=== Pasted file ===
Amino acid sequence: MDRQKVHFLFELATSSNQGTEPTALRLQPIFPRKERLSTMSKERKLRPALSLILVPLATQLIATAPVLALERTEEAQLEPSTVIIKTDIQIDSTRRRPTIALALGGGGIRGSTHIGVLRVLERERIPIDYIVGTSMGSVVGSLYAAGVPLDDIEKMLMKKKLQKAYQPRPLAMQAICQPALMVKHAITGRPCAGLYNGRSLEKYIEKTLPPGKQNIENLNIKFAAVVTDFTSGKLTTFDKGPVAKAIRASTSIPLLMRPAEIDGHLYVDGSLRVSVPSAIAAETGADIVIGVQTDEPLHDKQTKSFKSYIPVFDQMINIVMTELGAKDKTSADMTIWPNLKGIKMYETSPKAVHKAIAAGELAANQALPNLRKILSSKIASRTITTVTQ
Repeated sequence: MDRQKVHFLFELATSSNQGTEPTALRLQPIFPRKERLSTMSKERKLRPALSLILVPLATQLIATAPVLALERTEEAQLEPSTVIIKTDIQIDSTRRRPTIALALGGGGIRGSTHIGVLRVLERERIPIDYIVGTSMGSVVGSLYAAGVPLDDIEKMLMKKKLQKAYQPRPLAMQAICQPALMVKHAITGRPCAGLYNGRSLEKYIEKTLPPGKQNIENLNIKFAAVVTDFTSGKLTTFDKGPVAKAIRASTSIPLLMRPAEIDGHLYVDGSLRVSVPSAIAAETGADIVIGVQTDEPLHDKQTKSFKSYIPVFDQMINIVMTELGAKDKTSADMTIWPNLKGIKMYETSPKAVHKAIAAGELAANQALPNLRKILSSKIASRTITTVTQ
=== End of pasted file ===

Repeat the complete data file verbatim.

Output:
Amino acid sequence: MDRQKVHFLFELATSSNQGTEPTALRLQPIFPRKERLSTMSKERKLRPALSLILVPLATQLIATAPVLALERTEEAQLEPSTVIIKTDIQIDSTRRRPTIALALGGGGIRGSTHIGVLRVLERERIPIDYIVGTSMGSVVGSLYAAGVPLDDIEKMLMKKKLQKAYQPRPLAMQAICQPALMVKHAITGRPCAGLYNGRSLEKYIEKTLPPGKQNIENLNIKFAAVVTDFTSGKLTTFDKGPVAKAIRASTSIPLLMRPAEIDGHLYVDGSLRVSVPSAIAAETGADIVIGVQTDEPLHDKQTKSFKSYIPVFDQMINIVMTELGAKDKTSADMTIWPNLKGIKMYETSPKAVHKAIAAGELAANQALPNLRKILSSKIASRTITTVTQ
Repeated sequence: MDRQKVHFLFELATSSNQGTEPTALRLQPIFPRKERLSTMSKERKLRPALSLILVPLATQLIATAPVLALERTEEAQLEPSTVIIKTDIQIDSTRRRPTIALALGGGGIRGSTHIGVLRVLERERIPIDYIVGTSMGSVVGSLYAAGVPLDDIEKMLMKKKLQKAYQPRPLAMQAICQPALMVKHAITGRPCAGLYNGRSLEKYIEKTLPPGKQNIENLNIKFAAVVTDFTSGKLTTFDKGPVAKAIRASTSIPLLMRPAEIDGHLYVDGSLRVSVPSAIAAETGADIVIGVQTDEPLHDKQTKSFKSYIPVFDQMINIVMTELGAKDKTSADMTIWPNLKGIKMYETSPKAVHKAIAAGELAANQALPNLRKILSSKIASRTITTVTQ